They say learning what has come before us is the key to preventing the bad parts of history from repeating themselves. Since statistics typically represent historical data trends, then learning about statistics can help to identify where the most significant issues arise and what can be done to help alleviate them in the future.
Read on to learn some statistics about pediatric malpractice.
For research purposes, pediatric patients are divided into the following four age groups:
- Younger than one month
- First Year
- One through 11 months
- One through nine years old
- 10 through 17 years old
Diagnosis-Related Cases Tend to Remain High
For all pediatric patients except neonates, diagnosis-related cases (such as failure, delay, or wrong) have continued to soar year after year. Over the past decade, these cases have ranged from 29-47% of overall pediatric malpractice cases.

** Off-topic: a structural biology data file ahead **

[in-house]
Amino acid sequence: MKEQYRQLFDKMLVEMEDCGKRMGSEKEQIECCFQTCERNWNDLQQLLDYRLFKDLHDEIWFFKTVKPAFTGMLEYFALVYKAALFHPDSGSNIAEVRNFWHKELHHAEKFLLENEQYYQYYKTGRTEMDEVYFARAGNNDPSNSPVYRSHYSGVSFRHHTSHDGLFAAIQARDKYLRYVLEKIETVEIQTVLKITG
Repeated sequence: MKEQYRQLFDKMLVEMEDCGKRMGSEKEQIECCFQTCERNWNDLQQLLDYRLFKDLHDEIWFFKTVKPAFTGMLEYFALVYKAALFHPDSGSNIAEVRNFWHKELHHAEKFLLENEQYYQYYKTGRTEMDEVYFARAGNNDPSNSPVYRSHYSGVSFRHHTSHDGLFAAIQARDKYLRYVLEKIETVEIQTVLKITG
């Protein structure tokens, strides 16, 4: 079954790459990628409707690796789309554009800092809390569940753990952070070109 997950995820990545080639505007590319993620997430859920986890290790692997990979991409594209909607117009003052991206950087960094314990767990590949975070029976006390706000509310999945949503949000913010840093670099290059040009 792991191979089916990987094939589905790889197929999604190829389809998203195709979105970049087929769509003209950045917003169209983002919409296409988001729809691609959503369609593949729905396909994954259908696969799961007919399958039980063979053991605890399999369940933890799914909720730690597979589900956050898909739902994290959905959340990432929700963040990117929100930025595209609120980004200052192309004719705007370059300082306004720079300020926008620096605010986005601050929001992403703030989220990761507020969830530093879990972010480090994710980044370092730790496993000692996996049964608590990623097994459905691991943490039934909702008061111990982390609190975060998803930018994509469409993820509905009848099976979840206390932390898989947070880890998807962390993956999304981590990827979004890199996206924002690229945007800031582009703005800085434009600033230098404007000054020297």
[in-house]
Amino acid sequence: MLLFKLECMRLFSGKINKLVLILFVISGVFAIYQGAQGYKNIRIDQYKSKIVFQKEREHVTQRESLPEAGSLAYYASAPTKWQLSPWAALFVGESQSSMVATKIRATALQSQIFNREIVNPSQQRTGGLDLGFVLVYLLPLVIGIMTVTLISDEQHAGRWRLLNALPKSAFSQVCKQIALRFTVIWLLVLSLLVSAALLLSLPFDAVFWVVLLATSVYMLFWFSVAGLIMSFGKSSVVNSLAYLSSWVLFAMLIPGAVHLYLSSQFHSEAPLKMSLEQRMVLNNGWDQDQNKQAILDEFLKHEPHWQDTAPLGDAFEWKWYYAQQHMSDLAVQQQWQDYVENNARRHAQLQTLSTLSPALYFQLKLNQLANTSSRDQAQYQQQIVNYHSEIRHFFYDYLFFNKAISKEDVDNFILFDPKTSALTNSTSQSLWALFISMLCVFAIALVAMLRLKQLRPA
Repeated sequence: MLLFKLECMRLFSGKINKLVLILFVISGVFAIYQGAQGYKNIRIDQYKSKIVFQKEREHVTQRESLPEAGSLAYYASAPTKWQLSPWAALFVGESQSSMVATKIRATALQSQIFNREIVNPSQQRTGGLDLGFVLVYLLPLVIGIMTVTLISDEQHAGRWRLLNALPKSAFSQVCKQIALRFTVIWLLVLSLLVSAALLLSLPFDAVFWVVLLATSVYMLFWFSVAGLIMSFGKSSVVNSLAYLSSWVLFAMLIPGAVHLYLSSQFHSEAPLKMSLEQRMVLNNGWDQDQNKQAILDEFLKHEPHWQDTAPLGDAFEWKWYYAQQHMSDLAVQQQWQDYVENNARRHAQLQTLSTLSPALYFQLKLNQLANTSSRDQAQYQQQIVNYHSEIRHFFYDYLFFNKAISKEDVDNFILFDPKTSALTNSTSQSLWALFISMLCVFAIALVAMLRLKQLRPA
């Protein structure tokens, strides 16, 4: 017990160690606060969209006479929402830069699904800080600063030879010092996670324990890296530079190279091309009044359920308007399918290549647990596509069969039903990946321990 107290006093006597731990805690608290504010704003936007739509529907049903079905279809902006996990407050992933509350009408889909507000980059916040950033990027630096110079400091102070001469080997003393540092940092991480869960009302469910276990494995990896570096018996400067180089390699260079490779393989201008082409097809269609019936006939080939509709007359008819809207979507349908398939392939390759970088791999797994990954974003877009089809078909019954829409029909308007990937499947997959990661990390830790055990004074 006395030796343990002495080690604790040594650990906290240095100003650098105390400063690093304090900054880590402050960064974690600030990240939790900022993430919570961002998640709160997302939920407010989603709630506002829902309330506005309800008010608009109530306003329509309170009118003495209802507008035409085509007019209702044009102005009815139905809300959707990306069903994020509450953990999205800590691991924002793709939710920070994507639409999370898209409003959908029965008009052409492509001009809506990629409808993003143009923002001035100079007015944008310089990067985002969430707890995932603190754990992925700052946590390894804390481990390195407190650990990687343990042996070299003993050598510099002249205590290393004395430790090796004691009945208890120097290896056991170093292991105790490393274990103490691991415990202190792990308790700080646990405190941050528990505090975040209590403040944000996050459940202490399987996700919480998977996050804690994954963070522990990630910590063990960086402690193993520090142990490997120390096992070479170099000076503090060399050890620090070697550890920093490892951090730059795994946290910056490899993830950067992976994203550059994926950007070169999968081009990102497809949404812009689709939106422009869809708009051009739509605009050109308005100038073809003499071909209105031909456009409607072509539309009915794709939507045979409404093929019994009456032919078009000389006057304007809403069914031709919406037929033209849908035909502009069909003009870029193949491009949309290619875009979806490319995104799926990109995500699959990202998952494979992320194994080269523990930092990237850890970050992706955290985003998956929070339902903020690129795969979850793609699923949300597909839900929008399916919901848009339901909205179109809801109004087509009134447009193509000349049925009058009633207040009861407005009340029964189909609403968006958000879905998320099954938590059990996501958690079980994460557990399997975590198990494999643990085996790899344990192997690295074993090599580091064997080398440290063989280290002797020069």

There Is a Downward Trend In Pediatric Lawsuits
Since 1987, studies have shown a moderate downward trend in the number of pediatricians who report having had one or more lawsuits or claims filed against them. In 1990, there was an all-time high of 33% of pediatricians reporting that they’d had a lawsuit filed against them. By 2015, that rate dropped to 21%.
More Male Pediatricians Report Having Lawsuits Filed Against Them Than Female
In three categories, male pediatricians report having more malpractice claims filed against them than female pediatricians. Consider the following data:
- General Pediatrics
- 15% Female
- 35% Male
- Hospital-Based Pediatric Subspecialty
- 26% Female
- 42% Male
- Non-hospital-based Pediatric Subspecialty
- 15% Female
- 33% Male
If Your Child Has Been Injured, We Want To Help
Pediatric malpractice doesn’t always happen, but when it does, it’s important that negligent parties are held accountable for their actions. If your child has been hurt as a result of pediatric malpractice, we want to see that justice is served on your behalf.